Jimmy Eastham pointed out that many county residents may look at annexation into the city negatively, but he said a merged government may accomplish similar things.
“I’m a huge proponent of annexation, which seems to me is kind of like a bad word,” Jimmy Eastham said. “I’m having a hard time understanding not being for annexation but being for consolidating the government.”
Several councilors, including Pat Bourne, Donna Hunley, and Linda Stringer, declined to give an opinion on the issue, stating they’d rather wait until a formal presentation is given by Somerset-Pulaski County United.
But Bourne did note that the issue seemed to appear with no warning to the city.
“This seems to have come up all of a sudden ... it just hit us all at once without any warning whatsoever,” Bourne said. “It would’ve been nice if we could’ve had a little bit of time to prepare for this.”
Jim Rutherford said he will listen to the group’s presentation, but he wondered aloud what spurred the effort to bring about a merged city-county government.
“Either ... the EMS problem precipitated this committee ... or it was already in the planning stages before the EMS problem (came) forward,” said Rutherford. “I’m confused ... If we’re not doing things effectively as a city and a county government, this should’ve been brought to our attention a long time ago.
“You all are well-organized and well voiced and well-versed in the needs (of the community),” Rutherford told the group. “It can’t be just about EMS.”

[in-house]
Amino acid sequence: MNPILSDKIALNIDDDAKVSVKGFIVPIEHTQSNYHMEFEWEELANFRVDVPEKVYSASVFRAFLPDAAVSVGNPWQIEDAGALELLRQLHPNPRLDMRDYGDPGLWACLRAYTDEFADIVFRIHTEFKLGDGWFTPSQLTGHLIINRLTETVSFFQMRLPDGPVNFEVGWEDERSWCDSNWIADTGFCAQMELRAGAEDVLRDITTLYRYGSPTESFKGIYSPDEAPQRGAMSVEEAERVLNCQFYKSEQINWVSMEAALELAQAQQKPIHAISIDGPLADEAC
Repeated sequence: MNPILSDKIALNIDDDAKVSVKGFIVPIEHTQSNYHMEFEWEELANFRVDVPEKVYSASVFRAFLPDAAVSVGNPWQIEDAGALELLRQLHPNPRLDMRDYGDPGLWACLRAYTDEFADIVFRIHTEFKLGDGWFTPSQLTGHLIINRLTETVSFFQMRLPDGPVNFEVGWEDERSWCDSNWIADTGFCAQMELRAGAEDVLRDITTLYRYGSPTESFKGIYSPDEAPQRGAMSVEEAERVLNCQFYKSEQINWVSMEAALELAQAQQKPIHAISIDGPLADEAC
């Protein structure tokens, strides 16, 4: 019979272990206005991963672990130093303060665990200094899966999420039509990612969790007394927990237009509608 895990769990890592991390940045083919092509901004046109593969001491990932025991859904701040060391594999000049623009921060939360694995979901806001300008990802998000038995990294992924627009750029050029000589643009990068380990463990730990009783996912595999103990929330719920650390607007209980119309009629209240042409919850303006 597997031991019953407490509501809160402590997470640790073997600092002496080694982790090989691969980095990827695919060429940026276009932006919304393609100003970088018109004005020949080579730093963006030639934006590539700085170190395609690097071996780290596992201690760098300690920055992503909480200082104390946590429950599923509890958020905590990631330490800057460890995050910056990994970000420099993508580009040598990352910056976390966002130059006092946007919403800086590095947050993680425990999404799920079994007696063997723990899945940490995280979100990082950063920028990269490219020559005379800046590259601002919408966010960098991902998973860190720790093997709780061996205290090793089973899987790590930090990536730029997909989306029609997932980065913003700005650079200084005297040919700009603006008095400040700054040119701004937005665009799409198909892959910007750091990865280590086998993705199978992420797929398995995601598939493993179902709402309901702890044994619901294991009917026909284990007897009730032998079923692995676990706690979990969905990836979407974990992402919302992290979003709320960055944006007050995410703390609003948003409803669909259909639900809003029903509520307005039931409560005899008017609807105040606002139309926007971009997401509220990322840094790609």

The group formally requested Monday that they be placed on the council agenda for its next meeting on April 22.
Group members are expected to also appear in Pulaski County Fiscal Court this morning to ask that the county help fund the study — something the city is declining to do, as per the resolution.
But Girdler had some final words for the group members.
“In two weeks, don’t ask for money,” said Girdler. “ ... Don’t put the city council on the spot without doing your job. We’ve got too many intelligent people (in the group) that’s ... done everything wrong.”
Girdler said Somerset-Pulaski County United, which has about 60 members, shouldn’t ask any government for help in funding the study.
“Surely to goodness you can take $500 apiece and do it yourself,” Girdler said. “Why ask the city and county for any money? You want to do a study, do it yourself. Don’t ask the taxpayers to do your dirty work.
“So if you’re going to come back to us, you better come back with enough information and documentation or you won’t be put on the agenda again,” Girdler continued. “Does that make it clear to you all? You all are intelligent. You know better than this.”
Rutherford took issue with the verbal lashing.
“I’m going to go ahead and say it,” Rutherford said. “The mayor shouldn’t have scolded you all. You’re good people. You believe in what you believe in. The mayor shouldn’t have scolded you.”
“I disagree with you but that’s fine,” Girdler said. “ ... I don’t like groups coming in here that’s not well prepared and asking to destroy the city. I’ll scold anybody who’s (intending) to destroy the city.”
“You go ahead and keep on scolding people ... I don’t agree with it,” said Rutherford.